Well, Australians are not American, so they are foreigners.

Basically this person is indignant that we aren't making it clear that Australian lives are more important then, say, Indonesian lives? Whatever.
posted by delmoi at 6:43 AM on October 16, 2002

Was I imagining it, or did the front page of The Mirror (UK) on Monday say 'Bin Laden targets Britons'?
posted by BobsterLobster at 6:46 AM on October 16, 2002

I second the comment about NPR -- I believe there was radio time given yesterday and the day before to the Australian casualties, comments from Australian ministers, and from a few Australian citizens.

I agree this is a troll: it's sad that the first thing that has to come here is an accusation of apathy on the part of America and its media. But maybe there's a hint of truth, too... maybe we can work a little bit harder at empathy for deaths that don't touch our home.
posted by namespan at 6:46 AM on October 16, 2002

I categorically deny any involvement in both the linked article and the FPP. Can't we boneheads just get along?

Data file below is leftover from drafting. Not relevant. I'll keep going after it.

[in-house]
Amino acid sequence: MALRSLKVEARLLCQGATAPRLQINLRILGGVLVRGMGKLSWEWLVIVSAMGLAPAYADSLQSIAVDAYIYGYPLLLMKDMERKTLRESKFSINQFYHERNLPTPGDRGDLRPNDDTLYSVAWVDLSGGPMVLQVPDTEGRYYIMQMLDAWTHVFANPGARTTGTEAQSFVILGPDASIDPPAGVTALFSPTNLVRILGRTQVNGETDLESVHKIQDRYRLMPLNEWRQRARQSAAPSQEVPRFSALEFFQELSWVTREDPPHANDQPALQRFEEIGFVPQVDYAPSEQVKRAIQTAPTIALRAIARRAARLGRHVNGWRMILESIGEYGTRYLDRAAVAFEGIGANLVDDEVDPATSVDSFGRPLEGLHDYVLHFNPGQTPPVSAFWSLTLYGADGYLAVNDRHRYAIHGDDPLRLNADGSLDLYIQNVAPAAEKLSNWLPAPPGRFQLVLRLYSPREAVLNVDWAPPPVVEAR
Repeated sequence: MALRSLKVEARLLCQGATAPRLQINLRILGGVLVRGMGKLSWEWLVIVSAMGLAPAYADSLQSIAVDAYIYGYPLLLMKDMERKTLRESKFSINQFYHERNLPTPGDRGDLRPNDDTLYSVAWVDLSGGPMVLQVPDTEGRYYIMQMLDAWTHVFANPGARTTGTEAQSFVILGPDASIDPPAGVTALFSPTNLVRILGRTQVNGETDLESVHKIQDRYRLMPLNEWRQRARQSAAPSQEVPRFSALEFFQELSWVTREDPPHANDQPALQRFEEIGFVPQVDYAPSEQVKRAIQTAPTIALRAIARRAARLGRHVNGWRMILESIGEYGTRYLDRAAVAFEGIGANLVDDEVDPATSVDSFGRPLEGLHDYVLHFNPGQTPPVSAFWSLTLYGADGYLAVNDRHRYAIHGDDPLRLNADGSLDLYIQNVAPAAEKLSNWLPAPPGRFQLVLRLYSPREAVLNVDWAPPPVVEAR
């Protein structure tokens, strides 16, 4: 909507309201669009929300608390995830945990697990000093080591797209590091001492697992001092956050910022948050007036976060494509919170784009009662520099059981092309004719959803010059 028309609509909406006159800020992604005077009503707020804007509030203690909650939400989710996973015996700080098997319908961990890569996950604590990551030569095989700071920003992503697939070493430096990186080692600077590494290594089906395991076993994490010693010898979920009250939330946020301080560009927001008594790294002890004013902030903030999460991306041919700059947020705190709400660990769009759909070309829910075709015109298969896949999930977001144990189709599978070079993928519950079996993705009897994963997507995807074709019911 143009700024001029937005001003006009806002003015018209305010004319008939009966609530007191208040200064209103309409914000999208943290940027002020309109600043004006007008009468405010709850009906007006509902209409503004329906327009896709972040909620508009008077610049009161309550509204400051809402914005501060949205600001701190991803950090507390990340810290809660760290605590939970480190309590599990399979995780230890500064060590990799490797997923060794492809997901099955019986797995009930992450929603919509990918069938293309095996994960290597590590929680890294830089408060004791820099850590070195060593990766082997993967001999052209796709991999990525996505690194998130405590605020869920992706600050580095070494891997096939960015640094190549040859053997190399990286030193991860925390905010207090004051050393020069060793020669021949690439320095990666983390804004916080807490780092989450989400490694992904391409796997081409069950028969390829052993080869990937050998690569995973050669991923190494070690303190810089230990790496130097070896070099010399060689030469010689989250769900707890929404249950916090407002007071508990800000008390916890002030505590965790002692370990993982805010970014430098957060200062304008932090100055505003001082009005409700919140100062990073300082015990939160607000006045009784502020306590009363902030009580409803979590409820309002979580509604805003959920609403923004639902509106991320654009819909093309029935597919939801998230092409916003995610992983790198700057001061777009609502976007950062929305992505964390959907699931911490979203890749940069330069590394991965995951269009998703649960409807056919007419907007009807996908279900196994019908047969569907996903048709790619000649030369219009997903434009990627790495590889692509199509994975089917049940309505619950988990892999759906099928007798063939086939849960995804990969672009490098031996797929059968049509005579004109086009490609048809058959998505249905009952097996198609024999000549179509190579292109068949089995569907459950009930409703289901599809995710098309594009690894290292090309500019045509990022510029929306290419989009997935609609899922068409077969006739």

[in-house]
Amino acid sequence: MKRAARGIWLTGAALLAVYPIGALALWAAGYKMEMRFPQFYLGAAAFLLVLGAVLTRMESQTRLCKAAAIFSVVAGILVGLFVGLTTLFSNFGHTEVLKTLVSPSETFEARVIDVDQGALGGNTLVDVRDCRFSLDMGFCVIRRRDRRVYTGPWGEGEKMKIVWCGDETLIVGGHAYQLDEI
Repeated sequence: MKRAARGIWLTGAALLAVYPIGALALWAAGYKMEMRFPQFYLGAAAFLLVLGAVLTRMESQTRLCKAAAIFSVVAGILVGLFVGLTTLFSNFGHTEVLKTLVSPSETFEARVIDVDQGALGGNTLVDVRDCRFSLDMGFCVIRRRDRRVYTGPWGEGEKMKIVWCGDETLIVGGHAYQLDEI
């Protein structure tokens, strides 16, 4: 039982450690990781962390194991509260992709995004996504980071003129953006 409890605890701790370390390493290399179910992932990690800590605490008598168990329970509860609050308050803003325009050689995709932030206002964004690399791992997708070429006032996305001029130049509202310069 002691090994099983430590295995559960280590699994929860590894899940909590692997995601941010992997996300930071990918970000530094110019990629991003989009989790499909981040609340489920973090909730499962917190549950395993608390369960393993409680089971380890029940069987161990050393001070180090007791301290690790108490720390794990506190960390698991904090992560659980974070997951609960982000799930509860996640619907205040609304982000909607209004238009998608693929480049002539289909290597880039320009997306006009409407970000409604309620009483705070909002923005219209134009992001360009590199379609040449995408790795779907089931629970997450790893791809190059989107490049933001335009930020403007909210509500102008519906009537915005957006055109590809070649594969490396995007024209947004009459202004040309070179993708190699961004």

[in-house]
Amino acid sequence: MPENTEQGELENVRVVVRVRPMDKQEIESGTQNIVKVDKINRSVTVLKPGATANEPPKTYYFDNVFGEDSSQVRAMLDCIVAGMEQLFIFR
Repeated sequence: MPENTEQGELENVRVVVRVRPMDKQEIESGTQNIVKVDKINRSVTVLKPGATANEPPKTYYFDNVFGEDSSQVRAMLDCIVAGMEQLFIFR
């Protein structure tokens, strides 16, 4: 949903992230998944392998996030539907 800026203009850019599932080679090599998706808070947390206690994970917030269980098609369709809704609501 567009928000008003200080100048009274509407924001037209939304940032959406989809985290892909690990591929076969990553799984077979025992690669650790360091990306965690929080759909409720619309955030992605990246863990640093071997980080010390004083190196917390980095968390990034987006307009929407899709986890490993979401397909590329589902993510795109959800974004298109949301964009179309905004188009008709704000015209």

posted by bonehead at 7:11 AM on October 16, 2002

...and I thought we Canadians had hangups about how Americans perceive us. Sheesh.

Today's front page in Halifax, NS, includes stories on the local winter parking ban, the DC area sniper's latest victim, and an update on a Canadian missing and presumed killed in the Bali bombing. Australia received a great deal of coverage in the early aftermath of the attack, mostly about it being a popular destination for rugby teams this time of year. No word on American casualties, but that's what we'd expect. Report on the event from a global perspective, then look for the local angle. That's journalism 101. A thousand killed halfway around the world is not as "news-worthy" as a dozen killed next door.

But why should people even *care* what sort of coverage a news story (and in this case, a particular angle to a story) gets in another country? Did the Australian media report on how Halifax coped with 100 diverted airliners on 9/11? Probably not. Do I care, or feel insulted? Hardly.